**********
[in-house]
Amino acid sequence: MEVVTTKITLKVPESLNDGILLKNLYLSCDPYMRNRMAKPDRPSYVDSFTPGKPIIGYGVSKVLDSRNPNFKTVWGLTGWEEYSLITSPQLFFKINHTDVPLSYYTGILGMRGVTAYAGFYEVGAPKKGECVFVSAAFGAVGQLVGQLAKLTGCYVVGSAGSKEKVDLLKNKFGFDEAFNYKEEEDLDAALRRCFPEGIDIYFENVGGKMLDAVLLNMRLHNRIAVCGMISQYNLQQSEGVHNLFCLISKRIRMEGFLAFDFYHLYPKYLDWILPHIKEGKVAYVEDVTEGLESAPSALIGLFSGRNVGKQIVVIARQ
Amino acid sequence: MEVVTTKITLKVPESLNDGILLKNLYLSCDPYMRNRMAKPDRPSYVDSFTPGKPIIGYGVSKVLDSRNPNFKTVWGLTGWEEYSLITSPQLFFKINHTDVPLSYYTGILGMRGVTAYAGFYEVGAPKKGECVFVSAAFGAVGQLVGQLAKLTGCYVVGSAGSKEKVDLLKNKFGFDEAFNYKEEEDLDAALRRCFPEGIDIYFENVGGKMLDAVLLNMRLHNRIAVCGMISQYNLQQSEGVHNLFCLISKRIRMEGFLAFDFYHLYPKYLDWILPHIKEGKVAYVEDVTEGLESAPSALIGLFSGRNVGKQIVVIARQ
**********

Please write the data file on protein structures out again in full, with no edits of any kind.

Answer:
[in-house]
Amino acid sequence: MEVVTTKITLKVPESLNDGILLKNLYLSCDPYMRNRMAKPDRPSYVDSFTPGKPIIGYGVSKVLDSRNPNFKTVWGLTGWEEYSLITSPQLFFKINHTDVPLSYYTGILGMRGVTAYAGFYEVGAPKKGECVFVSAAFGAVGQLVGQLAKLTGCYVVGSAGSKEKVDLLKNKFGFDEAFNYKEEEDLDAALRRCFPEGIDIYFENVGGKMLDAVLLNMRLHNRIAVCGMISQYNLQQSEGVHNLFCLISKRIRMEGFLAFDFYHLYPKYLDWILPHIKEGKVAYVEDVTEGLESAPSALIGLFSGRNVGKQIVVIARQ
Amino acid sequence: MEVVTTKITLKVPESLNDGILLKNLYLSCDPYMRNRMAKPDRPSYVDSFTPGKPIIGYGVSKVLDSRNPNFKTVWGLTGWEEYSLITSPQLFFKINHTDVPLSYYTGILGMRGVTAYAGFYEVGAPKKGECVFVSAAFGAVGQLVGQLAKLTGCYVVGSAGSKEKVDLLKNKFGFDEAFNYKEEEDLDAALRRCFPEGIDIYFENVGGKMLDAVLLNMRLHNRIAVCGMISQYNLQQSEGVHNLFCLISKRIRMEGFLAFDFYHLYPKYLDWILPHIKEGKVAYVEDVTEGLESAPSALIGLFSGRNVGKQIVVIARQ